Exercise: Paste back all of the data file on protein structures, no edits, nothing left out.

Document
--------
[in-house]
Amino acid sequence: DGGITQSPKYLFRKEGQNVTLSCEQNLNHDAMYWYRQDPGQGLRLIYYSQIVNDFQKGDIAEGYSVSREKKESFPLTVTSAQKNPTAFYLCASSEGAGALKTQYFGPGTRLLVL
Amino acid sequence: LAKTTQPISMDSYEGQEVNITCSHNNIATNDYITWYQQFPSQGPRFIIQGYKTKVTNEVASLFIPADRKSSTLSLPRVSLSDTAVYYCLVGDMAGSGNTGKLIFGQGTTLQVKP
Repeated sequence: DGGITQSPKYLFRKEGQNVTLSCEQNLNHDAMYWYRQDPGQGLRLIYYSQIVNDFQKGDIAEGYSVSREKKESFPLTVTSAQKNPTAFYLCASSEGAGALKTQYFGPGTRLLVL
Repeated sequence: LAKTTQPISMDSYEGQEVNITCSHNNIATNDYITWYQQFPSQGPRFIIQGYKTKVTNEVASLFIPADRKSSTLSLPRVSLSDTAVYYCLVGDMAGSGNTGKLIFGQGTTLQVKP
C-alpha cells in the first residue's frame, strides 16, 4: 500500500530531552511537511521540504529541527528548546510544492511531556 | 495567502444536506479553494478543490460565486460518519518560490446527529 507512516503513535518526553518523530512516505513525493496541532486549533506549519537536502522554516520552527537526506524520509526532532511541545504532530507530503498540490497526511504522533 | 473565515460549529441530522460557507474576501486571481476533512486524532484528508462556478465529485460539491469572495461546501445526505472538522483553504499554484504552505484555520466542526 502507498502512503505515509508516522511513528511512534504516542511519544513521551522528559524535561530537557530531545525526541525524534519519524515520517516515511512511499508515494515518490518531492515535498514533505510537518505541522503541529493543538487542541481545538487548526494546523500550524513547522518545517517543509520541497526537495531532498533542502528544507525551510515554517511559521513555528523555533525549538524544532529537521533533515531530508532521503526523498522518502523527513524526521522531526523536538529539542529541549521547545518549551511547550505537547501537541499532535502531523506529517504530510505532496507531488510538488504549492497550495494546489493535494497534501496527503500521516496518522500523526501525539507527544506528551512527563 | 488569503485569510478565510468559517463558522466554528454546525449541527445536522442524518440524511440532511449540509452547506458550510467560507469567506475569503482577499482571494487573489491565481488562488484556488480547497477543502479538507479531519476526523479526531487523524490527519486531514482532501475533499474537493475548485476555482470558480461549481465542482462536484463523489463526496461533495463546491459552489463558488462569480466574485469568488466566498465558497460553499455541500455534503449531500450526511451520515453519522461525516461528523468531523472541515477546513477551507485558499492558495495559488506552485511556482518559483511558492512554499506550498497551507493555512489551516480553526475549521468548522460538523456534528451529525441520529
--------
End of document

[in-house]
Amino acid sequence: DGGITQSPKYLFRKEGQNVTLSCEQNLNHDAMYWYRQDPGQGLRLIYYSQIVNDFQKGDIAEGYSVSREKKESFPLTVTSAQKNPTAFYLCASSEGAGALKTQYFGPGTRLLVL
Amino acid sequence: LAKTTQPISMDSYEGQEVNITCSHNNIATNDYITWYQQFPSQGPRFIIQGYKTKVTNEVASLFIPADRKSSTLSLPRVSLSDTAVYYCLVGDMAGSGNTGKLIFGQGTTLQVKP
Repeated sequence: DGGITQSPKYLFRKEGQNVTLSCEQNLNHDAMYWYRQDPGQGLRLIYYSQIVNDFQKGDIAEGYSVSREKKESFPLTVTSAQKNPTAFYLCASSEGAGALKTQYFGPGTRLLVL
Repeated sequence: LAKTTQPISMDSYEGQEVNITCSHNNIATNDYITWYQQFPSQGPRFIIQGYKTKVTNEVASLFIPADRKSSTLSLPRVSLSDTAVYYCLVGDMAGSGNTGKLIFGQGTTLQVKP
C-alpha cells in the first residue's frame, strides 16, 4: 500500500530531552511537511521540504529541527528548546510544492511531556 | 495567502444536506479553494478543490460565486460518519518560490446527529 507512516503513535518526553518523530512516505513525493496541532486549533506549519537536502522554516520552527537526506524520509526532532511541545504532530507530503498540490497526511504522533 | 473565515460549529441530522460557507474576501486571481476533512486524532484528508462556478465529485460539491469572495461546501445526505472538522483553504499554484504552505484555520466542526 502507498502512503505515509508516522511513528511512534504516542511519544513521551522528559524535561530537557530531545525526541525524534519519524515520517516515511512511499508515494515518490518531492515535498514533505510537518505541522503541529493543538487542541481545538487548526494546523500550524513547522518545517517543509520541497526537495531532498533542502528544507525551510515554517511559521513555528523555533525549538524544532529537521533533515531530508532521503526523498522518502523527513524526521522531526523536538529539542529541549521547545518549551511547550505537547501537541499532535502531523506529517504530510505532496507531488510538488504549492497550495494546489493535494497534501496527503500521516496518522500523526501525539507527544506528551512527563 | 488569503485569510478565510468559517463558522466554528454546525449541527445536522442524518440524511440532511449540509452547506458550510467560507469567506475569503482577499482571494487573489491565481488562488484556488480547497477543502479538507479531519476526523479526531487523524490527519486531514482532501475533499474537493475548485476555482470558480461549481465542482462536484463523489463526496461533495463546491459552489463558488462569480466574485469568488466566498465558497460553499455541500455534503449531500450526511451520515453519522461525516461528523468531523472541515477546513477551507485558499492558495495559488506552485511556482518559483511558492512554499506550498497551507493555512489551516480553526475549521468548522460538523456534528451529525441520529